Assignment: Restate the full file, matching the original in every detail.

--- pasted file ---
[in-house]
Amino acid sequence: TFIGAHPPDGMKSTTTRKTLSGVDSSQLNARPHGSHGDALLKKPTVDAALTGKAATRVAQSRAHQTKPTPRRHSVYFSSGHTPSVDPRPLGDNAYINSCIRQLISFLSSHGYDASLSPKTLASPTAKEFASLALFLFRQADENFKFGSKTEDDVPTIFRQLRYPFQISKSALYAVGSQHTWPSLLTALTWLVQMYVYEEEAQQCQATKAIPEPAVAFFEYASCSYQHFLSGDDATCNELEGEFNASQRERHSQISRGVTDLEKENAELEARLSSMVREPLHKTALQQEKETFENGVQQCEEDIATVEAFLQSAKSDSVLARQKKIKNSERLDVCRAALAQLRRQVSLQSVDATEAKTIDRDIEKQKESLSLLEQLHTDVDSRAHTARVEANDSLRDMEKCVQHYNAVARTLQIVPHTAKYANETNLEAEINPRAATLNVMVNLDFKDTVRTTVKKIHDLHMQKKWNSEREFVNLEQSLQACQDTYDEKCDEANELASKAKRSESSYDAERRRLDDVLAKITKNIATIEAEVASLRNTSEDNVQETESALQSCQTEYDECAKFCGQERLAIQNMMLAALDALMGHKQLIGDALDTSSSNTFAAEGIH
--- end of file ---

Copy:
[in-house]
Amino acid sequence: TFIGAHPPDGMKSTTTRKTLSGVDSSQLNARPHGSHGDALLKKPTVDAALTGKAATRVAQSRAHQTKPTPRRHSVYFSSGHTPSVDPRPLGDNAYINSCIRQLISFLSSHGYDASLSPKTLASPTAKEFASLALFLFRQADENFKFGSKTEDDVPTIFRQLRYPFQISKSALYAVGSQHTWPSLLTALTWLVQMYVYEEEAQQCQATKAIPEPAVAFFEYASCSYQHFLSGDDATCNELEGEFNASQRERHSQISRGVTDLEKENAELEARLSSMVREPLHKTALQQEKETFENGVQQCEEDIATVEAFLQSAKSDSVLARQKKIKNSERLDVCRAALAQLRRQVSLQSVDATEAKTIDRDIEKQKESLSLLEQLHTDVDSRAHTARVEANDSLRDMEKCVQHYNAVARTLQIVPHTAKYANETNLEAEINPRAATLNVMVNLDFKDTVRTTVKKIHDLHMQKKWNSEREFVNLEQSLQACQDTYDEKCDEANELASKAKRSESSYDAERRRLDDVLAKITKNIATIEAEVASLRNTSEDNVQETESALQSCQTEYDECAKFCGQERLAIQNMMLAALDALMGHKQLIGDALDTSSSNTFAAEGIH